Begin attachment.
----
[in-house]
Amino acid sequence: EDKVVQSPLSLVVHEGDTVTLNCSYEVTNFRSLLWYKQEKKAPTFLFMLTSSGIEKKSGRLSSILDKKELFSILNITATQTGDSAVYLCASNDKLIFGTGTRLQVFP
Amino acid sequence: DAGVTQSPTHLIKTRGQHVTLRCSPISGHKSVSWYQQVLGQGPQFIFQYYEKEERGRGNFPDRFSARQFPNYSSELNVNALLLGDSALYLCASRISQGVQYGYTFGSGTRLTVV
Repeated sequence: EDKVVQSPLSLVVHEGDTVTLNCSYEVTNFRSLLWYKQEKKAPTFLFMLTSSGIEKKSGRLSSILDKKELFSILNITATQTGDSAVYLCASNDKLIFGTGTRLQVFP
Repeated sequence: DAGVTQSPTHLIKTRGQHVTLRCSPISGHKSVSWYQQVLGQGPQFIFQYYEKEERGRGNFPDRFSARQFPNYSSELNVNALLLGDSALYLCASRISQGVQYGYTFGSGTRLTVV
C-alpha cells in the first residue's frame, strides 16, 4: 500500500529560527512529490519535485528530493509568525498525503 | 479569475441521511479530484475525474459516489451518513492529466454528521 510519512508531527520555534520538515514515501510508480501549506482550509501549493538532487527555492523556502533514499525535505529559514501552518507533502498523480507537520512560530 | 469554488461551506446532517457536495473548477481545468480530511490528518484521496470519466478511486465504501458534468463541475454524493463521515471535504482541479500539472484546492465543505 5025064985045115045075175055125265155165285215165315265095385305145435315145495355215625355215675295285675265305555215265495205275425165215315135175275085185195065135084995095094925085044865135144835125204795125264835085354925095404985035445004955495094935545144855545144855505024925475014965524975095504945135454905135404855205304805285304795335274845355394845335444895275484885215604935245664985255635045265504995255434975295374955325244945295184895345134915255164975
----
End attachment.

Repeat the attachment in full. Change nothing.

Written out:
[in-house]
Amino acid sequence: EDKVVQSPLSLVVHEGDTVTLNCSYEVTNFRSLLWYKQEKKAPTFLFMLTSSGIEKKSGRLSSILDKKELFSILNITATQTGDSAVYLCASNDKLIFGTGTRLQVFP
Amino acid sequence: DAGVTQSPTHLIKTRGQHVTLRCSPISGHKSVSWYQQVLGQGPQFIFQYYEKEERGRGNFPDRFSARQFPNYSSELNVNALLLGDSALYLCASRISQGVQYGYTFGSGTRLTVV
Repeated sequence: EDKVVQSPLSLVVHEGDTVTLNCSYEVTNFRSLLWYKQEKKAPTFLFMLTSSGIEKKSGRLSSILDKKELFSILNITATQTGDSAVYLCASNDKLIFGTGTRLQVFP
Repeated sequence: DAGVTQSPTHLIKTRGQHVTLRCSPISGHKSVSWYQQVLGQGPQFIFQYYEKEERGRGNFPDRFSARQFPNYSSELNVNALLLGDSALYLCASRISQGVQYGYTFGSGTRLTVV
C-alpha cells in the first residue's frame, strides 16, 4: 500500500529560527512529490519535485528530493509568525498525503 | 479569475441521511479530484475525474459516489451518513492529466454528521 510519512508531527520555534520538515514515501510508480501549506482550509501549493538532487527555492523556502533514499525535505529559514501552518507533502498523480507537520512560530 | 469554488461551506446532517457536495473548477481545468480530511490528518484521496470519466478511486465504501458534468463541475454524493463521515471535504482541479500539472484546492465543505 5025064985045115045075175055125265155165285215165315265095385305145435315145495355215625355215675295285675265305555215265495205275425165215315135175275085185195065135084995095094925085044865135144835125204795125264835085354925095404985035445004955495094935545144855545144855505024925475014965524975095504945135454905135404855205304805285304795335274845355394845335444895275484885215604935245664985255635045265504995255434975295374955325244945295184895345134915255164975